Todd Bentley, Yet Another Faith Fraud

World Magazine, a conservative Christian publication, investigated Todd Bentley, the faith healer who attracted tens of thousands in Lakeland, FL. He was pulled from preaching in August 2008 due to an inappropriate relationship (how utterly shocking, right?). He then separated from his wife and remarried a few months later.

This is what World found out about some of his so-called “healings”:

At the height of what many called a revival, WORLD asked Bentley to talk about the healings, like Fogle’s, and asked for a list of people who had been healed at the services. His associates told me Bentley was out of the country and a list could not be produced. But six weeks and more than a dozen requests later, the ministry eventually sent a list of 13 names. Fogle was No. 12 on the list, along with this note: “Healed through the Outpouring and is back to fishing.”

That was on Aug. 8, 2008. There was just one problem. Two weeks earlier, on July 22, Christopher A. Fogle—according to his obituary in the Keokuk (Iowa) Daily Gate City, “left this life . . . after a courageous battle with cancer.”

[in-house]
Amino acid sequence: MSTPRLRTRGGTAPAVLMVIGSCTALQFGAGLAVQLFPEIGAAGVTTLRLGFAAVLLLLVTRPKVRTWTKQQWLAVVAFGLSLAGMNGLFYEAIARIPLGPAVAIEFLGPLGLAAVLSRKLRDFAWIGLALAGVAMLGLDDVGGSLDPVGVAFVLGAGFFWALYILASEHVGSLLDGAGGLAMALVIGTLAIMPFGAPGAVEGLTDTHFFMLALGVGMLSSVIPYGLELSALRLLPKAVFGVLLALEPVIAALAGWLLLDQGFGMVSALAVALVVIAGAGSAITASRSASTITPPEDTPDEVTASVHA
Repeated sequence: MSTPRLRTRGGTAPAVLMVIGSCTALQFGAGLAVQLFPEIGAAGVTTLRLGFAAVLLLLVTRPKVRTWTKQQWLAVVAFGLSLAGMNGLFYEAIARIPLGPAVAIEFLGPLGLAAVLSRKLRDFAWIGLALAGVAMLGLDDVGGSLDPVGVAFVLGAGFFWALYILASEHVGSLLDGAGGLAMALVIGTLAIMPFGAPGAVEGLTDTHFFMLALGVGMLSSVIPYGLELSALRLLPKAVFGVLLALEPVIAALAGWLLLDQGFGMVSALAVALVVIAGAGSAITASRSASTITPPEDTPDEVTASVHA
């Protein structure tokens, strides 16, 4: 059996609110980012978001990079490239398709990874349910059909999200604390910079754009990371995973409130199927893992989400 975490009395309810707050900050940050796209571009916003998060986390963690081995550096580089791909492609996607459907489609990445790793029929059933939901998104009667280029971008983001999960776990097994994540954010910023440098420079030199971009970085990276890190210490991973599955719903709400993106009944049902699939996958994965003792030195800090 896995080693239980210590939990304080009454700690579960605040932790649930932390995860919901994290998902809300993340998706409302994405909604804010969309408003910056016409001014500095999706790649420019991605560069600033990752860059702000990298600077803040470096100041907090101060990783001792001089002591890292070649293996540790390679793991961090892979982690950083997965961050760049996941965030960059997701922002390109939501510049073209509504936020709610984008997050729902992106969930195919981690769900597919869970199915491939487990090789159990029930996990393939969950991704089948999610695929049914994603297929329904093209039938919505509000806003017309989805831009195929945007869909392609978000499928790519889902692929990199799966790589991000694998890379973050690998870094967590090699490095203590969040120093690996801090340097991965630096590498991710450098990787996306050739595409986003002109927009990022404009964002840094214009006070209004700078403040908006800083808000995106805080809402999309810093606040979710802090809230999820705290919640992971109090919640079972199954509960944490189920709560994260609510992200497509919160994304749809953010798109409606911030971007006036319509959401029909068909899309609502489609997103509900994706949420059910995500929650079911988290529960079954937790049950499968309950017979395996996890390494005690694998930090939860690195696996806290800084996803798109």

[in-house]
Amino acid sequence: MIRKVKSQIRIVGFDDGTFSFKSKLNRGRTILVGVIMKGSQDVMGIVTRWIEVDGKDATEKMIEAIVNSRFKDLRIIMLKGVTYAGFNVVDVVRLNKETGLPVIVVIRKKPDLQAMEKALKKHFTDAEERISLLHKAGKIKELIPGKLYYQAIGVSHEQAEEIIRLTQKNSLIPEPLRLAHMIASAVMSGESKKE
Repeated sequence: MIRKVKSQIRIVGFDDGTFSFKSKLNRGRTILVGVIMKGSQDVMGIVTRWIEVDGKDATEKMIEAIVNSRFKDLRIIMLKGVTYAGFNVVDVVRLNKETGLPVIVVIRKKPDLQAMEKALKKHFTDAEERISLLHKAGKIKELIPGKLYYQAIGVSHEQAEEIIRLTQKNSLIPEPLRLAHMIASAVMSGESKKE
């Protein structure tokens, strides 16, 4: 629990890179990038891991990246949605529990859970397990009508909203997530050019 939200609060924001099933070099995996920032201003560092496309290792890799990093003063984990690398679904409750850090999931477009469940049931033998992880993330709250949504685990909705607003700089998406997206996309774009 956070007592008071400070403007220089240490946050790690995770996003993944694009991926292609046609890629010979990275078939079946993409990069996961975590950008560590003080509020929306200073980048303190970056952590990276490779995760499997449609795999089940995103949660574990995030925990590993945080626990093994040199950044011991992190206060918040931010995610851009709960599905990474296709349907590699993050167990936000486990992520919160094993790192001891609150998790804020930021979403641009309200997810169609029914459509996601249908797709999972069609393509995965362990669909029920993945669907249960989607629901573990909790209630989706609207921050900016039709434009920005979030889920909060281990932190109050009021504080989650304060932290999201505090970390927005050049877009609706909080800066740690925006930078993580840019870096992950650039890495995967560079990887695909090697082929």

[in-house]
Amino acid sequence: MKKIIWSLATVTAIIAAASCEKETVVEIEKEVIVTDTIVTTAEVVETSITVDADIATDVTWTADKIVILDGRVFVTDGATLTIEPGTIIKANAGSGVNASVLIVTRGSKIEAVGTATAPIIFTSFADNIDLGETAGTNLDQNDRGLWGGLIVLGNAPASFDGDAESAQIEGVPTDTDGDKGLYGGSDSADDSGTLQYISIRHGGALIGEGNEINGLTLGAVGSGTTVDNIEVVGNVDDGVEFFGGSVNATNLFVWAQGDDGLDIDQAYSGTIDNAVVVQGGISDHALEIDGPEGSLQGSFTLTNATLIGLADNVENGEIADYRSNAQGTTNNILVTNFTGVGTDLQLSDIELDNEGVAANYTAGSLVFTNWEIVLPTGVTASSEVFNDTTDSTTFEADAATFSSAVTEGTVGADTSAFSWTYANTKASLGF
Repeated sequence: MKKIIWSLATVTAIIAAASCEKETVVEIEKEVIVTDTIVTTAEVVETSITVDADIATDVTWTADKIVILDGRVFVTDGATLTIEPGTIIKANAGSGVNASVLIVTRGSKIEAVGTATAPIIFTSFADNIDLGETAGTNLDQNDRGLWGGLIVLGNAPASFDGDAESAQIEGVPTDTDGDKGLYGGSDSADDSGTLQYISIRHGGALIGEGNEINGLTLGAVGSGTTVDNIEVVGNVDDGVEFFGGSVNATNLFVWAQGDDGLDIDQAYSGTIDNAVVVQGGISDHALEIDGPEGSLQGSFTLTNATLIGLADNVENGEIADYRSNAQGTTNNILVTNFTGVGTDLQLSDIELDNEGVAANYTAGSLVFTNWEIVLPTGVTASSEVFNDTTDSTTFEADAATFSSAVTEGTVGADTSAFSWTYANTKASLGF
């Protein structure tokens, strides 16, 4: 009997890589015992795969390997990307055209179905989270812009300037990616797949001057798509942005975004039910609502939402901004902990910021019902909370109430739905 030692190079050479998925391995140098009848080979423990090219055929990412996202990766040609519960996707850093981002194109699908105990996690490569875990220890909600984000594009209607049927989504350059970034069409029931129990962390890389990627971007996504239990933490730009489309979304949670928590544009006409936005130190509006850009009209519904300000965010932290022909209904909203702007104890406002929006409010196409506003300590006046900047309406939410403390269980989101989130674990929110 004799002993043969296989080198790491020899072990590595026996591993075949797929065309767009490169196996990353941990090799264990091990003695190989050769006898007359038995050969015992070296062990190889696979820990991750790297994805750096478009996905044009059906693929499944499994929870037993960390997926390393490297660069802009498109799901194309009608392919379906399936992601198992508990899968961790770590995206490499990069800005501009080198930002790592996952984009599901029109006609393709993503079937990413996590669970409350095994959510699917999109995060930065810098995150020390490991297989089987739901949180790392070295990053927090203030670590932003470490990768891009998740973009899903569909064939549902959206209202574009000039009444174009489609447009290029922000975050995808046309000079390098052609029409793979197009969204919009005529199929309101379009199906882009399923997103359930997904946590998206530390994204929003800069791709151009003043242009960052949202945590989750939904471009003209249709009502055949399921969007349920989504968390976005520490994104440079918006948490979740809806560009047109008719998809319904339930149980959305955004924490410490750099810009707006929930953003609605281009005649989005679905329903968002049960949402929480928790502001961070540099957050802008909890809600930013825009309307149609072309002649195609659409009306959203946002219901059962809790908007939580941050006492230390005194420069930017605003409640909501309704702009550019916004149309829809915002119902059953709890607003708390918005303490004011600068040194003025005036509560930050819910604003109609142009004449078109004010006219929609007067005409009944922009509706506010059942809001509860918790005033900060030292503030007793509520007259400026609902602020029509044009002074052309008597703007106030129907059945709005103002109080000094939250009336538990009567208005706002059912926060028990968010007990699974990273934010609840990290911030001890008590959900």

A review of the list nearly one year later reveals that Fogle is not the only person “healed” who is now dead. When I called Phyllis Mills, of Trinity, N.C., on April 22, to hear the testimony of her healing, a polite family member said, “Phyllis passed away a few days ago. In fact, we’re on our way to her funeral now.”

Mills, 66 at the time of her death, had lung cancer and was undergoing aggressive treatments when she was, according to the list, “healed at the revival.” Mills “was taking radiation, but was sent home according to notes on Bentley’s list, with “no trace of cancer in her body.”

I feel like Todd could be held responsible for some of these deaths. Through fraud, he convinced people they were healed and then asked them for money. Blinded by hope and faith, they believed him and generously gave.

If they were healed, why should they continue treatment? Why should they continue taking medications?

So they stopped.

And they died.

And Todd Bentley made a hell of a lot of money, committed adultery, then found a new wife — laughing all the way.

(via; see also The Rise and Fall of Todd Bentley)

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